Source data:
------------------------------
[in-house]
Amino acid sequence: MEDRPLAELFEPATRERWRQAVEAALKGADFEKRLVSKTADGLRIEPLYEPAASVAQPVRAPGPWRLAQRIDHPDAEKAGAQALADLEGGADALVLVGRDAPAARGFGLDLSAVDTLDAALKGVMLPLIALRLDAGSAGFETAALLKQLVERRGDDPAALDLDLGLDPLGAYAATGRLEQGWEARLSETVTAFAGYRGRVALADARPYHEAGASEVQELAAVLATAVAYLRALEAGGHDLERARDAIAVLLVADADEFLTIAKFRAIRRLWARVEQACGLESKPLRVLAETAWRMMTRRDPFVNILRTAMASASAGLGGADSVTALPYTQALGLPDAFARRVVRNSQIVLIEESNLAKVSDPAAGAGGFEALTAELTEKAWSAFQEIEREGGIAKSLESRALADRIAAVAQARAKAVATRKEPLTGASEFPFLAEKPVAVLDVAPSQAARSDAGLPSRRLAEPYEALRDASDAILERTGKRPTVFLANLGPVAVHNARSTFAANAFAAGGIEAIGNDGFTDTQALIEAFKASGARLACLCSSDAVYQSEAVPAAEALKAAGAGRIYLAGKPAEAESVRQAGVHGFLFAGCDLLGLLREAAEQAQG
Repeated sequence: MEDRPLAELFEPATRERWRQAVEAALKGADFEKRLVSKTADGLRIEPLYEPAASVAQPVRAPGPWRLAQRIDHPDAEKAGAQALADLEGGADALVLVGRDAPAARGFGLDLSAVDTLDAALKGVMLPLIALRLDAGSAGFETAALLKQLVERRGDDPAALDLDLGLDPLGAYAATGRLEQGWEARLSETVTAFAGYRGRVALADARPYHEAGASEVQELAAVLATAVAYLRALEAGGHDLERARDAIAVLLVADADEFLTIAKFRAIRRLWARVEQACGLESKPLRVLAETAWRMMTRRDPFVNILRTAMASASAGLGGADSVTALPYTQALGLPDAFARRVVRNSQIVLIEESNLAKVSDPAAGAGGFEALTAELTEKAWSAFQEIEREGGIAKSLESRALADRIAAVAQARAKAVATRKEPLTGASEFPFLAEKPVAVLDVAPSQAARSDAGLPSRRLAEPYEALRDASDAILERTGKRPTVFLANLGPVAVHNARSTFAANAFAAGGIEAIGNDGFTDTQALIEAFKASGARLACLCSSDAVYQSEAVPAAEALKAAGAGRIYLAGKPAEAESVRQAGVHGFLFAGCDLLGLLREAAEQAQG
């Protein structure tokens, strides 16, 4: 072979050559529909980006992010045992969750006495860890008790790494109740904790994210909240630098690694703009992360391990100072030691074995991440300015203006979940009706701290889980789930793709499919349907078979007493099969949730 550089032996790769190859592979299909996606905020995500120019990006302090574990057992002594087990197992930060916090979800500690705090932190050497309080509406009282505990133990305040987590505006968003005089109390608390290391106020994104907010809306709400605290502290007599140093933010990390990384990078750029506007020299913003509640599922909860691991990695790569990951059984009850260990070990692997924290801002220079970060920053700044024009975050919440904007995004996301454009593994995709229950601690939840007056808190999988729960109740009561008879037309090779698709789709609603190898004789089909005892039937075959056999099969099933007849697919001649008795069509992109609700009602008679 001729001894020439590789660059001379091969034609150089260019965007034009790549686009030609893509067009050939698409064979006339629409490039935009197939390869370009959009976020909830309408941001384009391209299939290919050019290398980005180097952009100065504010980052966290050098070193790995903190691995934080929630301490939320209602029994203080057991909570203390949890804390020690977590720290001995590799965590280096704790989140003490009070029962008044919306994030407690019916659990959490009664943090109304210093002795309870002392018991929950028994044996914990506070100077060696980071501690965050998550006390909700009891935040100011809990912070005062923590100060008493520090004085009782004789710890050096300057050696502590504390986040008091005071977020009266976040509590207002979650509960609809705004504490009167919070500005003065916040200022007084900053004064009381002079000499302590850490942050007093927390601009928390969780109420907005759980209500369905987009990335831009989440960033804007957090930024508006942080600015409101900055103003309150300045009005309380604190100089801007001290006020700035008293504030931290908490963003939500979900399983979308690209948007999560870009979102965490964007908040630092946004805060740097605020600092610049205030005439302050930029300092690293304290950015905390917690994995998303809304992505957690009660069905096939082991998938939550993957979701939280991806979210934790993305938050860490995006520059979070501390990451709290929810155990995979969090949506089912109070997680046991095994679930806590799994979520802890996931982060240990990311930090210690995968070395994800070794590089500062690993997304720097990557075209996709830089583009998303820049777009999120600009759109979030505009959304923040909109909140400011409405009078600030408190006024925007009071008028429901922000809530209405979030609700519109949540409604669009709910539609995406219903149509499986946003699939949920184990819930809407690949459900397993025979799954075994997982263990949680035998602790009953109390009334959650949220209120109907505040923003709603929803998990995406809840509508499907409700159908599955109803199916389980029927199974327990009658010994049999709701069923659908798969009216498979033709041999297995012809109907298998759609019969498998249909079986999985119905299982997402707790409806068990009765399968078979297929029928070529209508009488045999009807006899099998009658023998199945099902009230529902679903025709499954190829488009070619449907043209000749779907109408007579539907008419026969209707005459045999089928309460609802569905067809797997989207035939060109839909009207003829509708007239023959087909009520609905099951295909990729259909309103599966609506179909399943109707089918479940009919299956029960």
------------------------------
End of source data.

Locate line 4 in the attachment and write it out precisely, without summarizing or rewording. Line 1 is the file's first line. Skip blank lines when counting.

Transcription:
């Protein structure tokens, strides 16, 4: 072979050559529909980006992010045992969750006495860890008790790494109740904790994210909240630098690694703009992360391990100072030691074995991440300015203006979940009706701290889980789930793709499919349907078979007493099969949730 550089032996790769190859592979299909996606905020995500120019990006302090574990057992002594087990197992930060916090979800500690705090932190050497309080509406009282505990133990305040987590505006968003005089109390608390290391106020994104907010809306709400605290502290007599140093933010990390990384990078750029506007020299913003509640599922909860691991990695790569990951059984009850260990070990692997924290801002220079970060920053700044024009975050919440904007995004996301454009593994995709229950601690939840007056808190999988729960109740009561008879037309090779698709789709609603190898004789089909005892039937075959056999099969099933007849697919001649008795069509992109609700009602008679 001729001894020439590789660059001379091969034609150089260019965007034009790549686009030609893509067009050939698409064979006339629409490039935009197939390869370009959009976020909830309408941001384009391209299939290919050019290398980005180097952009100065504010980052966290050098070193790995903190691995934080929630301490939320209602029994203080057991909570203390949890804390020690977590720290001995590799965590280096704790989140003490009070029962008044919306994030407690019916659990959490009664943090109304210093002795309870002392018991929950028994044996914990506070100077060696980071501690965050998550006390909700009891935040100011809990912070005062923590100060008493520090004085009782004789710890050096300057050696502590504390986040008091005071977020009266976040509590207002979650509960609809705004504490009167919070500005003065916040200022007084900053004064009381002079000499302590850490942050007093927390601009928390969780109420907005759980209500369905987009990335831009989440960033804007957090930024508006942080600015409101900055103003309150300045009005309380604190100089801007001290006020700035008293504030931290908490963003939500979900399983979308690209948007999560870009979102965490964007908040630092946004805060740097605020600092610049205030005439302050930029300092690293304290950015905390917690994995998303809304992505957690009660069905096939082991998938939550993957979701939280991806979210934790993305938050860490995006520059979070501390990451709290929810155990995979969090949506089912109070997680046991095994679930806590799994979520802890996931982060240990990311930090210690995968070395994800070794590089500062690993997304720097990557075209996709830089583009998303820049777009999120600009759109979030505009959304923040909109909140400011409405009078600030408190006024925007009071008028429901922000809530209405979030609700519109949540409604669009709910539609995406219903149509499986946003699939949920184990819930809407690949459900397993025979799954075994997982263990949680035998602790009953109390009334959650949220209120109907505040923003709603929803998990995406809840509508499907409700159908599955109803199916389980029927199974327990009658010994049999709701069923659908798969009216498979033709041999297995012809109907298998759609019969498998249909079986999985119905299982997402707790409806068990009765399968078979297929029928070529209508009488045999009807006899099998009658023998199945099902009230529902679903025709499954190829488009070619449907043209000749779907109408007579539907008419026969209707005459045999089928309460609802569905067809797997989207035939060109839909009207003829509708007239023959087909009520609905099951295909990729259909309103599966609506179909399943109707089918479940009919299956029960």